Cancer Screenings Can Save Lives
Should you get cancer screenings? The answer is YES! As an oncologist, I can assure you that early detection of cancer greatly increases the chances for successful treatment. It is so important that as we age, we get regular screenings for cancer. Although we don’t know the causes and risk factors for every kind of cancer, certain types have increased risk, making these tests very important.
Three cancer screenings that could save your life
- Breast cancer accounts for about 30 percent of all cancer diagnoses in women (approximately 270,000 cases annually)
- It is recommended that all women should have an annual mammogram starting at age 40 to check for breast cancer. Some women may want to be screened earlier depending on family or medical history.
- Women should also familiarize themselves with how their breasts look and feel. Always let your doctor know if you ever notice any changes in your breasts.
- Colon cancer accounts for about 8 percent to 10 percent of all cancer diagnoses (approximately 145,000 cases annually)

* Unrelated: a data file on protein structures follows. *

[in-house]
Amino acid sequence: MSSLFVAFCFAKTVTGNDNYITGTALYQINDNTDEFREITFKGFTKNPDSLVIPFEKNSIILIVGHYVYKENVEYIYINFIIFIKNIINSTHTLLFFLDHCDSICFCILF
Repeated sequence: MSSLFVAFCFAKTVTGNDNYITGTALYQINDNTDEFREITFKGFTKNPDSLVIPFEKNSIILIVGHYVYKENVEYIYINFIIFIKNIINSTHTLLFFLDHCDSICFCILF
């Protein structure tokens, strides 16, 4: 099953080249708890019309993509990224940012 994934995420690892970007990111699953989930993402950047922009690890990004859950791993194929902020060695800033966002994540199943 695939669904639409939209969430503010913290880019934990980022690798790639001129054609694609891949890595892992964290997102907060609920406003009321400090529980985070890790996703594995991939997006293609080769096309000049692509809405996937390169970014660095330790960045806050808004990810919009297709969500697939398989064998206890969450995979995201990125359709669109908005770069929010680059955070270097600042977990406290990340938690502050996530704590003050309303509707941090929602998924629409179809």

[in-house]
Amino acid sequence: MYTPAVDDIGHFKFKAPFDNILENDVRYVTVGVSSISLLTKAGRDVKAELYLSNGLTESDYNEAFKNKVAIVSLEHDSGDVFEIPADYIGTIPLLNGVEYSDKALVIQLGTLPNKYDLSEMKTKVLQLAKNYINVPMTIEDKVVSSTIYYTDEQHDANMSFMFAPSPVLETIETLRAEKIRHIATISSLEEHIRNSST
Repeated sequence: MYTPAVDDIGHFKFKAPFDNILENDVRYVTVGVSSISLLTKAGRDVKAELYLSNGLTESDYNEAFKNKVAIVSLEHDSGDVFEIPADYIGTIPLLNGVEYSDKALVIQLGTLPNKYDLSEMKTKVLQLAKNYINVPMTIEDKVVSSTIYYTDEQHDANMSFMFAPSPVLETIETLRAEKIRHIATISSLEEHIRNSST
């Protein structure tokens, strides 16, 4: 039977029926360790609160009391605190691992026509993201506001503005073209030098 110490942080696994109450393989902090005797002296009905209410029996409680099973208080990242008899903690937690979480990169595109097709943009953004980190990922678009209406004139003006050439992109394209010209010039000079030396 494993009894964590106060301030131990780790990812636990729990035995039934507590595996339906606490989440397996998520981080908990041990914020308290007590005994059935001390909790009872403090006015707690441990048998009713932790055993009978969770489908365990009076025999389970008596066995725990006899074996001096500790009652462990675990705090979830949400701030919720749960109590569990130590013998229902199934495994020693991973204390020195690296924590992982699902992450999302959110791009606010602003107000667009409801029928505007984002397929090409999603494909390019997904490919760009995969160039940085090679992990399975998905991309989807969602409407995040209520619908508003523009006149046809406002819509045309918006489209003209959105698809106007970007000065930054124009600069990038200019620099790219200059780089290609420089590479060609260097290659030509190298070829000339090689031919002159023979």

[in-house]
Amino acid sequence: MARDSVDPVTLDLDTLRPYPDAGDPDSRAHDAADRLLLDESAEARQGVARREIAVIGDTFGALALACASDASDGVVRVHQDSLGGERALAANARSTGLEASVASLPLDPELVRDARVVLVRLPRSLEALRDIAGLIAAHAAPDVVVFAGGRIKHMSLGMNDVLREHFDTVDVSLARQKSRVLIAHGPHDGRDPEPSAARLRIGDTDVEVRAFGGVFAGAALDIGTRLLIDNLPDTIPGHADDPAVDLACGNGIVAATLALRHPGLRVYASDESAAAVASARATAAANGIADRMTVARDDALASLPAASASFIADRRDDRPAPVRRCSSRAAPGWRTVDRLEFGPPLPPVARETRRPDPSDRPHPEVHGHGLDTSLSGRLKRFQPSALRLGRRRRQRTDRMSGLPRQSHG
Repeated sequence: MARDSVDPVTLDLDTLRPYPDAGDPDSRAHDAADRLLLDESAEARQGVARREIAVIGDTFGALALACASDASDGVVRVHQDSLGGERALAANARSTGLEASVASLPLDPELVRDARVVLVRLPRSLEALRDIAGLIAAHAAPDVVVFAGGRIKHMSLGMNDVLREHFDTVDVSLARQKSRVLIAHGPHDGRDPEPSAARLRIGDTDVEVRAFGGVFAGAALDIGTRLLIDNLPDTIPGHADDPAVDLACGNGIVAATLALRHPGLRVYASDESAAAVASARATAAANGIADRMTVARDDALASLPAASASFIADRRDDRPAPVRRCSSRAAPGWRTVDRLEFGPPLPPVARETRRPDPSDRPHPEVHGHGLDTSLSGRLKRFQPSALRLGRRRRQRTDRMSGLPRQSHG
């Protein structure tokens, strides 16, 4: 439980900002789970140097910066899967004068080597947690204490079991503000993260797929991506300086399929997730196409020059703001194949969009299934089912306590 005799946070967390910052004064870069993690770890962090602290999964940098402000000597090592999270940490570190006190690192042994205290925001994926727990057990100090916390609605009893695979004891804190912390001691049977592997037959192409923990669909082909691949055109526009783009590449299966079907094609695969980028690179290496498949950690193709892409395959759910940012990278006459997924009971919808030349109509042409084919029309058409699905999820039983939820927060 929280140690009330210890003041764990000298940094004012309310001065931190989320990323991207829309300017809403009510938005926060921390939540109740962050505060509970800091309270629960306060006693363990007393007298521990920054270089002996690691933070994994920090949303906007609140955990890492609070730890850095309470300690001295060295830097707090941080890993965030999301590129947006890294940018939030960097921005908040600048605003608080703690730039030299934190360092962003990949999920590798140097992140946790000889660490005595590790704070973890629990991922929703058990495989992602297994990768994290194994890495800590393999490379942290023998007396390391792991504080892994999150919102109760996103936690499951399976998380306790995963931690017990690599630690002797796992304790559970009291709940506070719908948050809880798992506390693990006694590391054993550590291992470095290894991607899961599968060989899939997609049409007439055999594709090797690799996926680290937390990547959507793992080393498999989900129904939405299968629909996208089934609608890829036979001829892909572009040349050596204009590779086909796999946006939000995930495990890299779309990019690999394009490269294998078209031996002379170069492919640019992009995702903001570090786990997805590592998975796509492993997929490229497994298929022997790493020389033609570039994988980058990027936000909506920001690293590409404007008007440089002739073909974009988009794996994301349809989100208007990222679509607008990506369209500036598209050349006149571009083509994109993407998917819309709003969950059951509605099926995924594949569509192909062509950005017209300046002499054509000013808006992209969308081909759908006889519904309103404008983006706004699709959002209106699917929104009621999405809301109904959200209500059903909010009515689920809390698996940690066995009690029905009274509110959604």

- People at average risk of colon cancer should start regular screenings at age 45. If you have a family history of colon cancer, screening should be initiated earlier.
- The primary screening for colon cancer is a colonoscopy, which should be done every 10 years, unless more frequent tests are suggested by your doctor. Another screening option is known as a FIT screen -- an annual at-home screening test that checks for hidden blood in the stool.
- Skin cancer is the most common form of cancer in the United States, so it is recommended that adults see a dermatologist annually for routine skin checks.
- You should always be familiar with all moles and spots on your skin. If you notice any changes, you should talk to your doctor right away. Things to look for include changes in size, color and symmetry in current moles or marks on your skin.
According the American Cancer Society, in 2019, more than 1.7 million new cases of cancer will be diagnosed in the United States. This year alone, there is estimated to be about 607,000 deaths from the disease, which translates to about 1,660 deaths per day. Prevention is key and early detection is vital. Take care of your health and those you love and get regular cancer screenings.